Next up the route heads into Zeeland. The route follows the delta works, one of the engineering wonders of the world. Built after the great flood of 1953, the scale of these epic structures can only really be appreciated by cycling across them. They also play host to the Dutch National Headwind Championships, cos what could be more Dutch than cycling intentionally into a strong head wind on your granny's bike? For those relying on hotels for accommodation, this area can be problematic, there's not a lot of hotels with 24hr check in available, some of the hotels advertising checkin closing as early as 1800. There are some bivvi opportunities available if you know where to look, but we're into the exposed open sea walls again.
Zeeland over, we're into Noord Brabant. The route would normally have a brief excursion into Belgium and back and into Belgium again and back again and Belgium and back again at the curious cartographic entity that is Baarle-Hertog/Baarle-Nassau. This is a collection of various Belgian exclaves within the Netherlands. Unfortunately Baarle-Hertog is in the province of Antwerp, meaning riders would need to isolate for 14 days after going through there, so for 2020 we skip this bit of Belgium in the Netherlands.
As riders cross Noord Brabant, a growing sense of doom starts to build, as we all know what is looming round the next corner. Limburg is looming.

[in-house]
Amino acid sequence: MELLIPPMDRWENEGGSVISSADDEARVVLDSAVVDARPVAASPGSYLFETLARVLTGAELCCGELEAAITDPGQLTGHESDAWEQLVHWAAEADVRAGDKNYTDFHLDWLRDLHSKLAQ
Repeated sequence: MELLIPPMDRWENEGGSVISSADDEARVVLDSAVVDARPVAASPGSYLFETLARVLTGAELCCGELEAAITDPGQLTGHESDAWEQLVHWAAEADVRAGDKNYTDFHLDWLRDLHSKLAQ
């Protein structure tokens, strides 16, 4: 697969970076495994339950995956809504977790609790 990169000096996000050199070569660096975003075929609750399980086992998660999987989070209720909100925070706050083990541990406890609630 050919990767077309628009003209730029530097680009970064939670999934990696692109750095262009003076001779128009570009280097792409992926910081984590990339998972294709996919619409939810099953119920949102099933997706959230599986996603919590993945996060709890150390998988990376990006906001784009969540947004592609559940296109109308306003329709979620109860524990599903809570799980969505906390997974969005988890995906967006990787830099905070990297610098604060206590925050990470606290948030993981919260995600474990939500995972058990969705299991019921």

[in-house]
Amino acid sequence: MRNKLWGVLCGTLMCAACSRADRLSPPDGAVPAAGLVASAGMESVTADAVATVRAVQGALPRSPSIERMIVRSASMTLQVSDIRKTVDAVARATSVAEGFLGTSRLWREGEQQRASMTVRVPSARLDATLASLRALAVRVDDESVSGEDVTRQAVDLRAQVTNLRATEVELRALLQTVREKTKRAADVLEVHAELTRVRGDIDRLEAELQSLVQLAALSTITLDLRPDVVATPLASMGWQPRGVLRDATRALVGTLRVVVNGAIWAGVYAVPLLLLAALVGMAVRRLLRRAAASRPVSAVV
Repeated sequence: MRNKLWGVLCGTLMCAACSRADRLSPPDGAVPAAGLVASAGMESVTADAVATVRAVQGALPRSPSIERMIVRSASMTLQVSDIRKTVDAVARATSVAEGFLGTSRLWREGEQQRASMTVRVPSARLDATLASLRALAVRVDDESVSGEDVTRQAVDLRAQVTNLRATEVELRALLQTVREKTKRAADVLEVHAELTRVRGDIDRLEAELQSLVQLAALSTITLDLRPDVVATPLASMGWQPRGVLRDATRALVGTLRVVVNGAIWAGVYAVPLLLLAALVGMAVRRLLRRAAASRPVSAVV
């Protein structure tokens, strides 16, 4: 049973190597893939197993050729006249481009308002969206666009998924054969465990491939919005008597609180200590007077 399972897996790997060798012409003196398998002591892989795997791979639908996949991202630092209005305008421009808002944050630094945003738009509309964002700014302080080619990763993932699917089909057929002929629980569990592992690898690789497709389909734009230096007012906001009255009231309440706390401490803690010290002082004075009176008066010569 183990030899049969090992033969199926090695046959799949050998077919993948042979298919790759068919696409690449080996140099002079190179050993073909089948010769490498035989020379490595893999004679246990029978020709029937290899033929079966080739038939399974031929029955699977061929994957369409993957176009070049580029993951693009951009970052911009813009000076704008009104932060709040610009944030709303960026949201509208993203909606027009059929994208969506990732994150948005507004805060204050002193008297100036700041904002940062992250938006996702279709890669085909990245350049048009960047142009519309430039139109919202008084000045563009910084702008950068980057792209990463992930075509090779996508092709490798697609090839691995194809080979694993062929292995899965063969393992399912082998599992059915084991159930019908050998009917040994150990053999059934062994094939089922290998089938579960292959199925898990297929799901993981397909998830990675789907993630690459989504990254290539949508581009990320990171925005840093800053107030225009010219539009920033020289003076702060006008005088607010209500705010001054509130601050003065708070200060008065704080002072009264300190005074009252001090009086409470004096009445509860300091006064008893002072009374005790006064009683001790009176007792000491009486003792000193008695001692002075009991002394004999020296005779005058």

The Ibis Budget hotel at Stein is a popular choice for riders wanting a rest before they tackle the climbs of Limburg. The route snakes around a lot here taking in a greatest hits of Limburg climbs. Anyone who has watched the Amstel Gold race will be familiar with them, Cauberg, Keutenberg, Gulperberg, Camerig. One after another. With over 1600km in your legs, it's a brutal sting. The Keutenberg tops out at a max gradient of 22%. These hills aren't big, but they are steep. Short, sharp, punchy, and with all that distance already in your legs they hurt.
A new addition to the route this year is at the end of the Camerig, the route descends into Belgium, to then climb up again to the highest European point of The Netherlands at the three land point where Belgium, Germany, and the Netherlands meet. Some call this the highest point of the Netherlands, but that actually is on the island of Saba in the Caribbean, but it's the highest bit in Europe, and the highest point of the course. This is it, the home straight now!